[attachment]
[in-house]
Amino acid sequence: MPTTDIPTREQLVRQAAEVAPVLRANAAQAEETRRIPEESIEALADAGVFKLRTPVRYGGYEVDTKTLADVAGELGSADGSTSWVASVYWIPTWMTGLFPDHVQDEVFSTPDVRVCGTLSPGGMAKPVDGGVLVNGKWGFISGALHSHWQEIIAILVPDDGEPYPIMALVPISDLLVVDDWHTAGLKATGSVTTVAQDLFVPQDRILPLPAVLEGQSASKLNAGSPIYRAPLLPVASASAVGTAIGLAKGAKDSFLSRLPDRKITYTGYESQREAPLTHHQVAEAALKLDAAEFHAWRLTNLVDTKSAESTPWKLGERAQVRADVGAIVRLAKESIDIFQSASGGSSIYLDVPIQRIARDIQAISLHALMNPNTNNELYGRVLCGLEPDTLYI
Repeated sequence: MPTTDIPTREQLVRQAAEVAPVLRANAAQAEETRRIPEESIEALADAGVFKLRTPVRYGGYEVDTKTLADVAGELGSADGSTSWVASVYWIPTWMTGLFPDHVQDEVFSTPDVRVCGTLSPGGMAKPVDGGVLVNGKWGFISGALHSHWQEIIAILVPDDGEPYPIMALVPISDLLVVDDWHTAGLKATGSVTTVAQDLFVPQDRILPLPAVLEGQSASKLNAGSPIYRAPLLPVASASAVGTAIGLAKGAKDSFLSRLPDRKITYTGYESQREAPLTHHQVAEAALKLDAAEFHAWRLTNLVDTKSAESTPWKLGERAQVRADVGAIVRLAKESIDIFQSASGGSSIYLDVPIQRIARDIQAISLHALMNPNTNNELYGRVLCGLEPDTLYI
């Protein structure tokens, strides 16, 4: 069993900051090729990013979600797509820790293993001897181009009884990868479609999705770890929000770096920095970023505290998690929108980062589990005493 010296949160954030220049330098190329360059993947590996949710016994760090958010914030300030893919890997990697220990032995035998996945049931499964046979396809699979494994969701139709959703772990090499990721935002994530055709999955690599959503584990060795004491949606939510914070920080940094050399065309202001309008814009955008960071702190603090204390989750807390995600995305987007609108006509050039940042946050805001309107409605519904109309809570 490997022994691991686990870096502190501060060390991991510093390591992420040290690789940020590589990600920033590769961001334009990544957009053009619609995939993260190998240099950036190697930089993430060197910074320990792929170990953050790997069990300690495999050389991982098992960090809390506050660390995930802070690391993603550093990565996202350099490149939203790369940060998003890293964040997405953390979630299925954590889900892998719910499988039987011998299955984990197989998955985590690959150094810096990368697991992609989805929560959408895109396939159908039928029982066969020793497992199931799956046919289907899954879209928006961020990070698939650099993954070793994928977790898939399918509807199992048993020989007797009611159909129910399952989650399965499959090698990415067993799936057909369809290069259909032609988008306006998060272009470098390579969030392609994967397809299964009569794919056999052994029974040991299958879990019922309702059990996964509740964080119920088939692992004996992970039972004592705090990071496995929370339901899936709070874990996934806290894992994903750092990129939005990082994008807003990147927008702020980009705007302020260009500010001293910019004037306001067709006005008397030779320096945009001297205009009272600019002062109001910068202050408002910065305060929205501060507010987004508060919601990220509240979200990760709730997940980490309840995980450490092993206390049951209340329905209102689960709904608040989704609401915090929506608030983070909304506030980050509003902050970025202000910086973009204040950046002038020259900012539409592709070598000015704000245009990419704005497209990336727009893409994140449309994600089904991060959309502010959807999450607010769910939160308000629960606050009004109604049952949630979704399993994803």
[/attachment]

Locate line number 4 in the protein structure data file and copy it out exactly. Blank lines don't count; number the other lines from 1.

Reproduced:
């Protein structure tokens, strides 16, 4: 069993900051090729990013979600797509820790293993001897181009009884990868479609999705770890929000770096920095970023505290998690929108980062589990005493 010296949160954030220049330098190329360059993947590996949710016994760090958010914030300030893919890997990697220990032995035998996945049931499964046979396809699979494994969701139709959703772990090499990721935002994530055709999955690599959503584990060795004491949606939510914070920080940094050399065309202001309008814009955008960071702190603090204390989750807390995600995305987007609108006509050039940042946050805001309107409605519904109309809570 490997022994691991686990870096502190501060060390991991510093390591992420040290690789940020590589990600920033590769961001334009990544957009053009619609995939993260190998240099950036190697930089993430060197910074320990792929170990953050790997069990300690495999050389991982098992960090809390506050660390995930802070690391993603550093990565996202350099490149939203790369940060998003890293964040997405953390979630299925954590889900892998719910499988039987011998299955984990197989998955985590690959150094810096990368697991992609989805929560959408895109396939159908039928029982066969020793497992199931799956046919289907899954879209928006961020990070698939650099993954070793994928977790898939399918509807199992048993020989007797009611159909129910399952989650399965499959090698990415067993799936057909369809290069259909032609988008306006998060272009470098390579969030392609994967397809299964009569794919056999052994029974040991299958879990019922309702059990996964509740964080119920088939692992004996992970039972004592705090990071496995929370339901899936709070874990996934806290894992994903750092990129939005990082994008807003990147927008702020980009705007302020260009500010001293910019004037306001067709006005008397030779320096945009001297205009009272600019002062109001910068202050408002910065305060929205501060507010987004508060919601990220509240979200990760709730997940980490309840995980450490092993206390049951209340329905209102689960709904608040989704609401915090929506608030983070909304506030980050509003902050970025202000910086973009204040950046002038020259900012539409592709070598000015704000245009990419704005497209990336727009893409994140449309994600089904991060959309502010959807999450607010769910939160308000629960606050009004109604049952949630979704399993994803």